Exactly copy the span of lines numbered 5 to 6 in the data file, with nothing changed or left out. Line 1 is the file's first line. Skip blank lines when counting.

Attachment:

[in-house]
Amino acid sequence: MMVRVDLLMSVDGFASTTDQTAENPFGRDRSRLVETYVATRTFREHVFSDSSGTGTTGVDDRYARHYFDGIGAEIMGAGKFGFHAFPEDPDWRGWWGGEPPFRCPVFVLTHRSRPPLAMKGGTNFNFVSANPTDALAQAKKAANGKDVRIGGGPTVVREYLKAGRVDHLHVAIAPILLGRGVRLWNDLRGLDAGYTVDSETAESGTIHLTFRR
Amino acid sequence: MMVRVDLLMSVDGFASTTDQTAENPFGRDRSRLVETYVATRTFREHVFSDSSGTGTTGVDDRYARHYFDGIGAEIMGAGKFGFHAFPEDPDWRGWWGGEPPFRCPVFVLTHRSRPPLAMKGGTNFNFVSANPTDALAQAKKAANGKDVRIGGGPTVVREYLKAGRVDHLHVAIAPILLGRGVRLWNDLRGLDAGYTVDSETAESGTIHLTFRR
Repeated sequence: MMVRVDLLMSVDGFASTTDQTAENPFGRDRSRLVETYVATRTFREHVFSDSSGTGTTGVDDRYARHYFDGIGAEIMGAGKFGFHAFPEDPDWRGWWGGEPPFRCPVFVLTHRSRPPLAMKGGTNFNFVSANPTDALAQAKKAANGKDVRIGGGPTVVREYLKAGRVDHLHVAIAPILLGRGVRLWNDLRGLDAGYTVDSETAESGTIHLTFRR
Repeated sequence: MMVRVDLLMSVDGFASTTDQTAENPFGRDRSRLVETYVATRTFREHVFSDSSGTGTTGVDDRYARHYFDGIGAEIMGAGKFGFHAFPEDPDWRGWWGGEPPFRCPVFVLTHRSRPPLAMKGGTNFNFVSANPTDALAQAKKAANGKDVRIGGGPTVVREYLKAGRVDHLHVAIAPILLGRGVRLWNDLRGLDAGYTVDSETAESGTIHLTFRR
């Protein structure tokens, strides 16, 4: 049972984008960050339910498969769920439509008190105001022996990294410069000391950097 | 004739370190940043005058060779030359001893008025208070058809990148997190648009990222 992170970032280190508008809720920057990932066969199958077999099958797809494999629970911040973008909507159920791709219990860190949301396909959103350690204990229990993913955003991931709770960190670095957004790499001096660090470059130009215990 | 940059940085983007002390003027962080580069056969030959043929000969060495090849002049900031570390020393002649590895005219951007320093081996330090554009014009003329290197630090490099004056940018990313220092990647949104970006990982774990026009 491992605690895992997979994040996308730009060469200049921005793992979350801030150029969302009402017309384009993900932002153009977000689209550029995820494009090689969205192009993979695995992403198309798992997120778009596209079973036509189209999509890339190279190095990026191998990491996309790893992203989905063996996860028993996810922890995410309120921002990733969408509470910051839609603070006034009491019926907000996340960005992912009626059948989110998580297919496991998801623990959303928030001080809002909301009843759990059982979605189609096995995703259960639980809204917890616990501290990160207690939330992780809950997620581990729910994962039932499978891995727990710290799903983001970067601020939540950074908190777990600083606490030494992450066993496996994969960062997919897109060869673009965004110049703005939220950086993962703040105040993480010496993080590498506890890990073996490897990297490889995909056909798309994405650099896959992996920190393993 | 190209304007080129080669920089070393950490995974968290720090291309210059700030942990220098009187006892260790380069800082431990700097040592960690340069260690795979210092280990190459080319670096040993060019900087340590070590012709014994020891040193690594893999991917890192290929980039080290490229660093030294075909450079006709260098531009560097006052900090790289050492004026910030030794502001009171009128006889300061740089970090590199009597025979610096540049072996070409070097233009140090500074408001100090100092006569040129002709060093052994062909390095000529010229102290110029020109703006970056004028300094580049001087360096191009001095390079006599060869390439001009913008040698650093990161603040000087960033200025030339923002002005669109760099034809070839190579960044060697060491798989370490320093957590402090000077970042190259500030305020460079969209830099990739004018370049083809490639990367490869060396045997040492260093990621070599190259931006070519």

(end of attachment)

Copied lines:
Repeated sequence: MMVRVDLLMSVDGFASTTDQTAENPFGRDRSRLVETYVATRTFREHVFSDSSGTGTTGVDDRYARHYFDGIGAEIMGAGKFGFHAFPEDPDWRGWWGGEPPFRCPVFVLTHRSRPPLAMKGGTNFNFVSANPTDALAQAKKAANGKDVRIGGGPTVVREYLKAGRVDHLHVAIAPILLGRGVRLWNDLRGLDAGYTVDSETAESGTIHLTFRR
């Protein structure tokens, strides 16, 4: 049972984008960050339910498969769920439509008190105001022996990294410069000391950097 | 004739370190940043005058060779030359001893008025208070058809990148997190648009990222 992170970032280190508008809720920057990932066969199958077999099958797809494999629970911040973008909507159920791709219990860190949301396909959103350690204990229990993913955003991931709770960190670095957004790499001096660090470059130009215990 | 940059940085983007002390003027962080580069056969030959043929000969060495090849002049900031570390020393002649590895005219951007320093081996330090554009014009003329290197630090490099004056940018990313220092990647949104970006990982774990026009 491992605690895992997979994040996308730009060469200049921005793992979350801030150029969302009402017309384009993900932002153009977000689209550029995820494009090689969205192009993979695995992403198309798992997120778009596209079973036509189209999509890339190279190095990026191998990491996309790893992203989905063996996860028993996810922890995410309120921002990733969408509470910051839609603070006034009491019926907000996340960005992912009626059948989110998580297919496991998801623990959303928030001080809002909301009843759990059982979605189609096995995703259960639980809204917890616990501290990160207690939330992780809950997620581990729910994962039932499978891995727990710290799903983001970067601020939540950074908190777990600083606490030494992450066993496996994969960062997919897109060869673009965004110049703005939220950086993962703040105040993480010496993080590498506890890990073996490897990297490889995909056909798309994405650099896959992996920190393993 | 190209304007080129080669920089070393950490995974968290720090291309210059700030942990220098009187006892260790380069800082431990700097040592960690340069260690795979210092280990190459080319670096040993060019900087340590070590012709014994020891040193690594893999991917890192290929980039080290490229660093030294075909450079006709260098531009560097006052900090790289050492004026910030030794502001009171009128006889300061740089970090590199009597025979610096540049072996070409070097233009140090500074408001100090100092006569040129002709060093052994062909390095000529010229102290110029020109703006970056004028300094580049001087360096191009001095390079006599060869390439001009913008040698650093990161603040000087960033200025030339923002002005669109760099034809070839190579960044060697060491798989370490320093957590402090000077970042190259500030305020460079969209830099990739004018370049083809490639990367490869060396045997040492260093990621070599190259931006070519």